By way of explanation, he notes that ‘India, for example, may become far more explicitly Hindu nationalist’; that ‘the next big change is that the West is no longer putting economic growth first, while the emerging empires are still desperate to get rich’; that ‘America and Europe’s embrace of net zero is largely driven by altruism’ (I say by belief in the rtejection of knowledge); that ‘while its proponents believe the poorer countries will suffer more harm from climate change than the richer, the poorer are planning to make the most of West’s turn to greenery to reinforce their own rise’; that ‘China’s real agenda is to pick up on the cheap, the green technologies developed at great expense by the West, thus enabling it to leapfrog America and Europe without crippling its own economy’; that ‘net zero will unleash geopolitical chaos’; that ‘we don’t know how Putin will respond to the collapse in (western) demand for gas’; that he ‘could push NATO and an unprepared, semi-pacifist EU beyond destruction’; that the Gulf States are also likely to implode creating a series of Afghanistan-like scenarios for America’; that ‘by bolstering the importance of elements such as lithium and cobalt, net zero will give China a dramatic boost by cornering Afghanistan’s plentiful supplies; that ‘the misuse of technology represents the third paradigm shift’; that ‘in the West social media in particular has had a corrosive impact on attention spans, and on the ability to think freely’; that ‘bullying and hate are now the norm’; that ‘they are now squeezing out reason, kindness and freedom of speech’; that ‘tribalism and extremism have been dramatically exacerbated’; that ‘states now have more tools at their disposal than ever before to control their populations’; that ‘privacy, the best protection of the dissident, is dying’; that ‘everything we buy, read, and every trip we make can be logged’;’ that ‘for China, this is a dream come true’; that ‘when all cars are electric and networked, the state could simply shut down the vehicles of their opponents’; that ‘when all currency is digital, dictators can track, control, tax, and confiscate as they please’; that ‘combining all of this with massive progress in facial recognition and AI, we can already see that the outcome will be nightmarish’; that ‘authoritarian states will become ever harder to overthrow, further tipping the balance of power in their favour’. Again, ‘what of the West? Will we embrace a Chinese-style social credit system in the guise of fighting obesity or of saving the planet’, and to this extent, ‘converge with our authoritarian rivals’?

The Heath article concludes that ‘all of the foregoing takes us to the fourth mega-trend (now) driving the West’s decline’; that ‘we are turning our backs on the values that made us great’; that support for capitalism is dwindling at a time when every other society has embraced it’; that ‘many would rather see mob rule than the rule of law’; that ‘in the US, the young are less likely to support democratic values than the old’; that ‘there is growing scepticism about reason and the pursuit of truth’; that ‘universities are going back to their obscurantist roots, putting identity politics before knowledge’ (as yet undefined by Heath); that ‘many believe meritocracy has gone too far’; that ‘we are even seeing a resurgence of neo-Lysenkoism whereby politics trumps science; that ‘the woke ideology is the greatest threat to freedom since communism’; that ‘it is gaining ground by the day, fragmenting and dividing society and pitting group against group, the better to undermine the West’; and that ‘as Afghanistan burns, the rest of the world is looking on and laughing at our stupidity’.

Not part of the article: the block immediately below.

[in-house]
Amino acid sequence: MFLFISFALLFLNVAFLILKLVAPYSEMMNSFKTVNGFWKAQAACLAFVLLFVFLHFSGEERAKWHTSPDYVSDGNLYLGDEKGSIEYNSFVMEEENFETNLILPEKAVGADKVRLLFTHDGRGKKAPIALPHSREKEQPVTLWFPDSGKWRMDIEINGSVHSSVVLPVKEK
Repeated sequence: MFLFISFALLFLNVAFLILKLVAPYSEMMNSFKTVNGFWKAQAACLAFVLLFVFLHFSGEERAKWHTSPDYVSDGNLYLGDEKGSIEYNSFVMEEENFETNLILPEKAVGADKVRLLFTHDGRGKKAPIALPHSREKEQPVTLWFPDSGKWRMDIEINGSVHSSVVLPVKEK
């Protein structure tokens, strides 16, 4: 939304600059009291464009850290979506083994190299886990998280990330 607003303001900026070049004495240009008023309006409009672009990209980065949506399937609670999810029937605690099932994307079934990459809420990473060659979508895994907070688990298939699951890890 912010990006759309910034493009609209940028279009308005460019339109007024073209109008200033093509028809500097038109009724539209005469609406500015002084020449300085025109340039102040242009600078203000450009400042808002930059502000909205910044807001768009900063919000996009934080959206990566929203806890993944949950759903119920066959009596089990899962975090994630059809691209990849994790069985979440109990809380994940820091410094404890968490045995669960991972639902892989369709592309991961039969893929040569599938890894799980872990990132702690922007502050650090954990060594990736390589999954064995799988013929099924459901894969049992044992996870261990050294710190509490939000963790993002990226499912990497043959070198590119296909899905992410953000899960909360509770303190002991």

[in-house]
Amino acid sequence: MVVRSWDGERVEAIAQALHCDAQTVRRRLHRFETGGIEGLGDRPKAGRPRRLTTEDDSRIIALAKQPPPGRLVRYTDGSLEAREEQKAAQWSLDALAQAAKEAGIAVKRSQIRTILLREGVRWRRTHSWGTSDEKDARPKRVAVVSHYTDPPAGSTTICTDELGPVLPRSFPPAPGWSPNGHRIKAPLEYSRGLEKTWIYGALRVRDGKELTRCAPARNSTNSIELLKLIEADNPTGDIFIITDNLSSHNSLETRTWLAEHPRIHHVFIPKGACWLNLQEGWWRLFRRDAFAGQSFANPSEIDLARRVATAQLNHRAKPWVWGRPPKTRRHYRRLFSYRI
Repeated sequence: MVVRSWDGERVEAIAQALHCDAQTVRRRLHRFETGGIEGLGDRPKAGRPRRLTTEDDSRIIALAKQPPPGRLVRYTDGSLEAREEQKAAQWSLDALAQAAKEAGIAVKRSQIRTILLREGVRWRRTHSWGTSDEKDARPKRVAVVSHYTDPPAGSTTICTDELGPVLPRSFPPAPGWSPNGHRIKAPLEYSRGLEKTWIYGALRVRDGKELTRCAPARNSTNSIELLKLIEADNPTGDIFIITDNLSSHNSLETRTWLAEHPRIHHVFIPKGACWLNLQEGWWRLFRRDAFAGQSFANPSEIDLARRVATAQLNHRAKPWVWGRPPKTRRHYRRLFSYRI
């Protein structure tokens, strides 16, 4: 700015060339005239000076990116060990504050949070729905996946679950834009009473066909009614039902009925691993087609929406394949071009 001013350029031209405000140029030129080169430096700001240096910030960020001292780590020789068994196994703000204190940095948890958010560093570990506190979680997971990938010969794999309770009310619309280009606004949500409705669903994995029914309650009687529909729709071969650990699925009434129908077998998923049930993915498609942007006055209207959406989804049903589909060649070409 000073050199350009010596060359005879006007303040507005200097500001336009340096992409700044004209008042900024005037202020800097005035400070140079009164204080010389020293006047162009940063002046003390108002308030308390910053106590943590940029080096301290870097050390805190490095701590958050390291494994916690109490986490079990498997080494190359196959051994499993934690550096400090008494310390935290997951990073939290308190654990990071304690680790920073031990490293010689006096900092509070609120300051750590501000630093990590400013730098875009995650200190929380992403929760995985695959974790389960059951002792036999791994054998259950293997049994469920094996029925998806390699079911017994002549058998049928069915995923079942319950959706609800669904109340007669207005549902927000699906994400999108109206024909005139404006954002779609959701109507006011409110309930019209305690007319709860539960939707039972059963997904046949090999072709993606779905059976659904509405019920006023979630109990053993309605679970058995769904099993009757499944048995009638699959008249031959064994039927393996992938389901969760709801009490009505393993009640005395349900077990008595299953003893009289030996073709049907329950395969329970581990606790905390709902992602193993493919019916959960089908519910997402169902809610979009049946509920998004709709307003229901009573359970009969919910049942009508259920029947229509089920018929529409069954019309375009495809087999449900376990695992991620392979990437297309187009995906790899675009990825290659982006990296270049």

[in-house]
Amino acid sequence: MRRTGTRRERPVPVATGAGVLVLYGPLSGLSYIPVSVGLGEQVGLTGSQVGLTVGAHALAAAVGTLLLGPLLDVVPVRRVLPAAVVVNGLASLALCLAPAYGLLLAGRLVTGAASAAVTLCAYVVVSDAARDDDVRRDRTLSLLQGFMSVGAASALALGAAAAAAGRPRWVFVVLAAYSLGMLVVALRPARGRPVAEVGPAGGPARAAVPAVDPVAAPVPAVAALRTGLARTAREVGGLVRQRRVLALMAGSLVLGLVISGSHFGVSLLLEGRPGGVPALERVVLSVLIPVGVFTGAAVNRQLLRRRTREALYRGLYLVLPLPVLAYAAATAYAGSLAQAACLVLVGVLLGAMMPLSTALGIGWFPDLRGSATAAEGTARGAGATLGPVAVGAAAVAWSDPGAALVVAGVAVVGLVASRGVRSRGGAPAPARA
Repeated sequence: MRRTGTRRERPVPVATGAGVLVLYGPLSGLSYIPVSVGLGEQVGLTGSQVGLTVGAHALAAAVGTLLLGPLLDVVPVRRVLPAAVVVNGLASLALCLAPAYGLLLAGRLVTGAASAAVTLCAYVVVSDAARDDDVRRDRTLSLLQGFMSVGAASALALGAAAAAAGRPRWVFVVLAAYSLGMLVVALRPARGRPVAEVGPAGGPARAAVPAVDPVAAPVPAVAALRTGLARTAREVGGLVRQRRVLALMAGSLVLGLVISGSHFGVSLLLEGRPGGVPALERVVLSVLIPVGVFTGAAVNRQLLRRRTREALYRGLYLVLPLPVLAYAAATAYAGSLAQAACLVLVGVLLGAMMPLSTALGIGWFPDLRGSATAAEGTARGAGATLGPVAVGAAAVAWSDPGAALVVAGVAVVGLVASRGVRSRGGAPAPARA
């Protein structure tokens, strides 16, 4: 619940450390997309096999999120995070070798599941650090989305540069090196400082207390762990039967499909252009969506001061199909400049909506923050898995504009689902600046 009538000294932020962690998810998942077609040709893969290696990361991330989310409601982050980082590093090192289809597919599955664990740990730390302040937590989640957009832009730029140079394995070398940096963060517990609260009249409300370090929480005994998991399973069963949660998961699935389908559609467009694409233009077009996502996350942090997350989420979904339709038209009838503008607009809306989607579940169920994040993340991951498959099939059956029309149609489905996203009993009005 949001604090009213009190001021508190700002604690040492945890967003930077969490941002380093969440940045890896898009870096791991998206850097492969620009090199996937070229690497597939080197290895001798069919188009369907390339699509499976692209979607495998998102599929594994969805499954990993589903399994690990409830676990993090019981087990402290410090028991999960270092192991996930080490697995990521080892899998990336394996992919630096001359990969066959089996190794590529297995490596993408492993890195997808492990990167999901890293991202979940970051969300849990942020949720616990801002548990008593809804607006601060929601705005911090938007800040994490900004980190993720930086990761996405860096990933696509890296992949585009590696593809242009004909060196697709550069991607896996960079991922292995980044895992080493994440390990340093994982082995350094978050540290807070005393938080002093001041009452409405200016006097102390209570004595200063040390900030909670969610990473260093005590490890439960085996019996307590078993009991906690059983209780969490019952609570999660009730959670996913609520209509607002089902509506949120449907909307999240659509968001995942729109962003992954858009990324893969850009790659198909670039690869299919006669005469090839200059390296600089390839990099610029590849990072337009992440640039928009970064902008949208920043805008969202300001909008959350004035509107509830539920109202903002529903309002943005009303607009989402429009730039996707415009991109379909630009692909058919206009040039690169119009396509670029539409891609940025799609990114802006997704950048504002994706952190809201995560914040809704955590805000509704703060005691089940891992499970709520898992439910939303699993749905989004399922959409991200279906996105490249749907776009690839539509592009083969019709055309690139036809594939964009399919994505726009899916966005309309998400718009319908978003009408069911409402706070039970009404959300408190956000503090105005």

However, while I agree with the conclusions of Allister Heath’s analysis, I contend that these conclusions are presented as beliefs supported by his selected facts; that he refers to knowledge only once (seventh line of the above paragraph); but that he doesn’t definitively differentiate it from belief, as I have done as the basis of this website which calls for definitive knowledge to replace definitive belief. On the basis of my differentiation of the knowledge/belief dichotomy and with it those of wisdom/folly, truth/falsehood, right/wrong and good/bad, I hereby invite my readers to give Allister Heath the benefit of any doubt they may have as to whether or not his conclusions as set out in his article are more knowledge-only than belief-only At this point, I judge them to be re-classable as knowledge to a substantial extent; and that he himself would recognise that his adoption of my newly definitive differentiation of the knowledge/belief dichotomy, would enable him to secure his analysis in the minds of his readership, were I to introduce it to him personally. 30/8/21.